As an uncle, the late former president Benigno “Noynoy” Aquino III was stricter than his nephew’s parents. As a boss, he would call out even the tiniest of mistakes, but he would always make up for it by sharing his most favorite tunes with his staff and security aides.
Filipinos would most likely remember Aquino as the president who brought China to court or the leader who, against all odds in a predominantly Catholic country like the Philippines, signed the reproductive health law.
But his nephew Miguel Aquino-Abellada, son of Aquino’s sister Pinky, said his fondest memories with his late uncle were the days he spent with him inside Bahay Pangarap in Malacañang.
Abellada said that for one or two nights a week, he would have Aquino all to himself at the presidential residence, where they would listen to music and talk just about anything under the sun.
“Pagtapos ng trabaho, mga 8 or after dinner, 8:30 onwards hanggang mga 12 ng gabi, usually one-on-one time kami niyan. Sound trip or kuwentuhan… Those are the memories that I will forever remember,” Abellada said.
(After work, maybe after dinner time at 8 pm or 8:30 onwards until midnight, usually that’s our one-on-one time. We’ll have a sound trip or we’ll just tell stories to each other… Those are the memories that I will forever remember.)
On Friday, June 25, the scion of the Aquino clan sat down with reporters inside the Ateneo de Manila University, the alma mater of the former president where the public was allowed to pay their final respects to him.
Abellada said Aquino can be a fun uncle when it was time to play. But when he disciplines his nieces and nephews, he was even stricter than his sisters.
“Grabe, ayaw namin ‘yun pag sa kanya kami iniwan kasi mas strikto siya sa parents namin. Kumbaga, parents namin, pag nakauwi, tumawag ka, okay na. Siya, every hour, parang humihingi ng report eh!” Abellada said
(Gosh, sometimes we don’t want it when he’s left to take care of us because he’s much stricter than our parents. For our parents, you just give them one call and they’re fine. For him, he wants a report every hour!)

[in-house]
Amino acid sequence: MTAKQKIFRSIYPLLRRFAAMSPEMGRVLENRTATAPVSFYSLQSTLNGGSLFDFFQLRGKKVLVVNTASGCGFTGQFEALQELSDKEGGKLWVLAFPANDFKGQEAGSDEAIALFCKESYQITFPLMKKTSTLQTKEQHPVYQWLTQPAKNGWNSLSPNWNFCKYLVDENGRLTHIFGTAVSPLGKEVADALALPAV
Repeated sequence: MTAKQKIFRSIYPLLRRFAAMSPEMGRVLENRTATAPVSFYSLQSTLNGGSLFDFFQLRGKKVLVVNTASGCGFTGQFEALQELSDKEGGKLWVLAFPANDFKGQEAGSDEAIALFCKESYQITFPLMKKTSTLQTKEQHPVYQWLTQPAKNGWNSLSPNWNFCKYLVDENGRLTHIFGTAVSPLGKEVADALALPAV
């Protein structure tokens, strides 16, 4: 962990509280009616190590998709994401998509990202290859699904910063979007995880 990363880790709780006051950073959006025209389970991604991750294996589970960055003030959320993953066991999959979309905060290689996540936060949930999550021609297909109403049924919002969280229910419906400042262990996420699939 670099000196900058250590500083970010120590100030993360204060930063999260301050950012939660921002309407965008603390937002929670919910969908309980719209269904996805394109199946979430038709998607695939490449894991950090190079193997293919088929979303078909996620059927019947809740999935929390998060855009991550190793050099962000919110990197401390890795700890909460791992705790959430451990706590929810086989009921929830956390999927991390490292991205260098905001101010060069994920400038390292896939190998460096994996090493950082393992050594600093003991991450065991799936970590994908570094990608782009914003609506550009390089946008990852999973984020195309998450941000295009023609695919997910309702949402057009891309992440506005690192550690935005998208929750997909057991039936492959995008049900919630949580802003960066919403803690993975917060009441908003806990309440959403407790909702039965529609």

But Abellada knew his uncle was just watching out for them. He recalled that in 1987, a younger Noynoy was fired at when some members of the military tried to stage a coup against the family matriarch, then-president Corazon Aquino. One bullet had been embedded in Aquino’s neck.
“Medyo ano siya, praning sa security kasi siguro dahil sa mga pinagdaanan n’ya sa buhay. Very ano lang siya, very careful and praning when it comes to security and welfare of his loved ones,” said Abellada
(He’s quite paranoid perhaps because of what he went through in life. He’s just very careful and paranoid when it come sto the security and welfare of his loved ones. )
Aquino’s passing on Thursday, June 24 – the official cause of death was renal disease secondary to diabetes – caught his family and friends by surprise. He had been suffering due to various illnesses for two years, but none expected he would go the way he did.
The signs were there
The last time Abellada saw his uncle was Father’s Day on Sunday, June 20.
Aquino, the first president who entered Malacañang as a bachelor, did not have kids of his own, so he grew quite close to his nieces and nephews.